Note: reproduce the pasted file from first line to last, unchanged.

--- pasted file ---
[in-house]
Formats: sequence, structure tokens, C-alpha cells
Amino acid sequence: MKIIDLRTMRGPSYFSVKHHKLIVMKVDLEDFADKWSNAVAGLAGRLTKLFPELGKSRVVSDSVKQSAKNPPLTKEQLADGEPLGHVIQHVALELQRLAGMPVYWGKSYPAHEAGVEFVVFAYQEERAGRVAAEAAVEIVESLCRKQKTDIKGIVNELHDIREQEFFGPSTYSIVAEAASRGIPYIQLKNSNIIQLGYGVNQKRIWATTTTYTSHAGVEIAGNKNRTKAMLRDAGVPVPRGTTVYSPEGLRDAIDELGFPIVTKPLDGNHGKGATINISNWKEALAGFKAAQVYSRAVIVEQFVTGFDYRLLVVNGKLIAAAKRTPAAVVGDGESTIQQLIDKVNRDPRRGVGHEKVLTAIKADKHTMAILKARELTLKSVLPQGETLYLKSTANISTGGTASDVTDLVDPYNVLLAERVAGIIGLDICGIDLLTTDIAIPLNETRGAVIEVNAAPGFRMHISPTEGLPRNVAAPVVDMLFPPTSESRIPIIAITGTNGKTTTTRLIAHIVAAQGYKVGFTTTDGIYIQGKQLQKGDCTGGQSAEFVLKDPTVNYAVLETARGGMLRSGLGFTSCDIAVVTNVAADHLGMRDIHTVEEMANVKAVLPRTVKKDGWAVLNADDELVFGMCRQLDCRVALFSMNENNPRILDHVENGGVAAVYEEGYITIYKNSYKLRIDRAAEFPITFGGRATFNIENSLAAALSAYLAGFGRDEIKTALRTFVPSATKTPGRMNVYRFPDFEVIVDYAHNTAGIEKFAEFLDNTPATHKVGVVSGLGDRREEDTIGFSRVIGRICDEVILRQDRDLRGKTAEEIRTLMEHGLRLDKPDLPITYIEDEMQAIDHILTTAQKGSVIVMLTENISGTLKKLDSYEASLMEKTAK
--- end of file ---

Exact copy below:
[in-house]
Formats: sequence, structure tokens, C-alpha cells
Amino acid sequence: MKIIDLRTMRGPSYFSVKHHKLIVMKVDLEDFADKWSNAVAGLAGRLTKLFPELGKSRVVSDSVKQSAKNPPLTKEQLADGEPLGHVIQHVALELQRLAGMPVYWGKSYPAHEAGVEFVVFAYQEERAGRVAAEAAVEIVESLCRKQKTDIKGIVNELHDIREQEFFGPSTYSIVAEAASRGIPYIQLKNSNIIQLGYGVNQKRIWATTTTYTSHAGVEIAGNKNRTKAMLRDAGVPVPRGTTVYSPEGLRDAIDELGFPIVTKPLDGNHGKGATINISNWKEALAGFKAAQVYSRAVIVEQFVTGFDYRLLVVNGKLIAAAKRTPAAVVGDGESTIQQLIDKVNRDPRRGVGHEKVLTAIKADKHTMAILKARELTLKSVLPQGETLYLKSTANISTGGTASDVTDLVDPYNVLLAERVAGIIGLDICGIDLLTTDIAIPLNETRGAVIEVNAAPGFRMHISPTEGLPRNVAAPVVDMLFPPTSESRIPIIAITGTNGKTTTTRLIAHIVAAQGYKVGFTTTDGIYIQGKQLQKGDCTGGQSAEFVLKDPTVNYAVLETARGGMLRSGLGFTSCDIAVVTNVAADHLGMRDIHTVEEMANVKAVLPRTVKKDGWAVLNADDELVFGMCRQLDCRVALFSMNENNPRILDHVENGGVAAVYEEGYITIYKNSYKLRIDRAAEFPITFGGRATFNIENSLAAALSAYLAGFGRDEIKTALRTFVPSATKTPGRMNVYRFPDFEVIVDYAHNTAGIEKFAEFLDNTPATHKVGVVSGLGDRREEDTIGFSRVIGRICDEVILRQDRDLRGKTAEEIRTLMEHGLRLDKPDLPITYIEDEMQAIDHILTTAQKGSVIVMLTENISGTLKKLDSYEASLMEKTAK